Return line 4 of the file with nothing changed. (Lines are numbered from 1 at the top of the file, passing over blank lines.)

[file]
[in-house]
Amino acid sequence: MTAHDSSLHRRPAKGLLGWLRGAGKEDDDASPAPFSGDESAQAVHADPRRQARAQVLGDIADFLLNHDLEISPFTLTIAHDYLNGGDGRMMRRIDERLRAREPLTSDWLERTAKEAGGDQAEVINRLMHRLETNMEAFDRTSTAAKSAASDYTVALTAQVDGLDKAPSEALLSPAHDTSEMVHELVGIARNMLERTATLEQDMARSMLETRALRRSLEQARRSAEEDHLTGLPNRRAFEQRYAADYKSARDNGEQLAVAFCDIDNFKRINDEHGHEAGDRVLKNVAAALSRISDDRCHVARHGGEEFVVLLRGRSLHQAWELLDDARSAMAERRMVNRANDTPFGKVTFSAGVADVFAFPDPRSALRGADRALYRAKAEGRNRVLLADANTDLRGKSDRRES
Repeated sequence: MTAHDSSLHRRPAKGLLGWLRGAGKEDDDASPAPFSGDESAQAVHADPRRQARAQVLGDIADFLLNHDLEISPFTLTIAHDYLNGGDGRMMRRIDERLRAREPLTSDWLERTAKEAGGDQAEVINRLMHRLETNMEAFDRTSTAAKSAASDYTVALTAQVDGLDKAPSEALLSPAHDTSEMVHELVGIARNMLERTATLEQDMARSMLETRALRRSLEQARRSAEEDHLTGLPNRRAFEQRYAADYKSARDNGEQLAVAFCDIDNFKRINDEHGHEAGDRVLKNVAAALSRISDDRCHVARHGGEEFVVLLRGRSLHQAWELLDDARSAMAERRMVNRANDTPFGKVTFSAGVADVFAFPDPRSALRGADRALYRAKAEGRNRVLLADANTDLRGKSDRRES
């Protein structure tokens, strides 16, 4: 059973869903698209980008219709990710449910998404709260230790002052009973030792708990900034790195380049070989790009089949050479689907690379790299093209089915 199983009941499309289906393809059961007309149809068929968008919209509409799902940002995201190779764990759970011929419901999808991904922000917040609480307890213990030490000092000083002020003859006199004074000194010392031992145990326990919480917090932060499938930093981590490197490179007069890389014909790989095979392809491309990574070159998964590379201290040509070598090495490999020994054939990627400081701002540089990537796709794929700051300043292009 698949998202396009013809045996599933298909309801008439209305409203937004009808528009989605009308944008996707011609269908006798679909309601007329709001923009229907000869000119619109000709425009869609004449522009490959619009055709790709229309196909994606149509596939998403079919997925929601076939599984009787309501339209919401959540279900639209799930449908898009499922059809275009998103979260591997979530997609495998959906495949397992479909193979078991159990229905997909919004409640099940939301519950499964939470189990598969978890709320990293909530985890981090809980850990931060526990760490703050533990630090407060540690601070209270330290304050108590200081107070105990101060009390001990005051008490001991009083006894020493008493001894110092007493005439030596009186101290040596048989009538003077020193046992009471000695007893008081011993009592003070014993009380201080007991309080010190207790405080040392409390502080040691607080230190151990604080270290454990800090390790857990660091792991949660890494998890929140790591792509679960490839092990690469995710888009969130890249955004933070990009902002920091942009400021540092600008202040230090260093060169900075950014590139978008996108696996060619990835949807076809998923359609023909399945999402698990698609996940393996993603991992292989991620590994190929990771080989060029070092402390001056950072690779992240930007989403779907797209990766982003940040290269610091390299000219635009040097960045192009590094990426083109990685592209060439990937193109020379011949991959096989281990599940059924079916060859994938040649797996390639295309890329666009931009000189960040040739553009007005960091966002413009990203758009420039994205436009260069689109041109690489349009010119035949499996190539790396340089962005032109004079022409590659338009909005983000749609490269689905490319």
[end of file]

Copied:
């Protein structure tokens, strides 16, 4: 059973869903698209980008219709990710449910998404709260230790002052009973030792708990900034790195380049070989790009089949050479689907690379790299093209089915 199983009941499309289906393809059961007309149809068929968008919209509409799902940002995201190779764990759970011929419901999808991904922000917040609480307890213990030490000092000083002020003859006199004074000194010392031992145990326990919480917090932060499938930093981590490197490179007069890389014909790989095979392809491309990574070159998964590379201290040509070598090495490999020994054939990627400081701002540089990537796709794929700051300043292009 698949998202396009013809045996599933298909309801008439209305409203937004009808528009989605009308944008996707011609269908006798679909309601007329709001923009229907000869000119619109000709425009869609004449522009490959619009055709790709229309196909994606149509596939998403079919997925929601076939599984009787309501339209919401959540279900639209799930449908898009499922059809275009998103979260591997979530997609495998959906495949397992479909193979078991159990229905997909919004409640099940939301519950499964939470189990598969978890709320990293909530985890981090809980850990931060526990760490703050533990630090407060540690601070209270330290304050108590200081107070105990101060009390001990005051008490001991009083006894020493008493001894110092007493005439030596009186101290040596048989009538003077020193046992009471000695007893008081011993009592003070014993009380201080007991309080010190207790405080040392409390502080040691607080230190151990604080270290454990800090390790857990660091792991949660890494998890929140790591792509679960490839092990690469995710888009969130890249955004933070990009902002920091942009400021540092600008202040230090260093060169900075950014590139978008996108696996060619990835949807076809998923359609023909399945999402698990698609996940393996993603991992292989991620590994190929990771080989060029070092402390001056950072690779992240930007989403779907797209990766982003940040290269610091390299000219635009040097960045192009590094990426083109990685592209060439990937193109020379011949991959096989281990599940059924079916060859994938040649797996390639295309890329666009931009000189960040040739553009007005960091966002413009990203758009420039994205436009260069689109041109690489349009010119035949499996190539790396340089962005032109004079022409590659338009909005983000749609490269689905490319």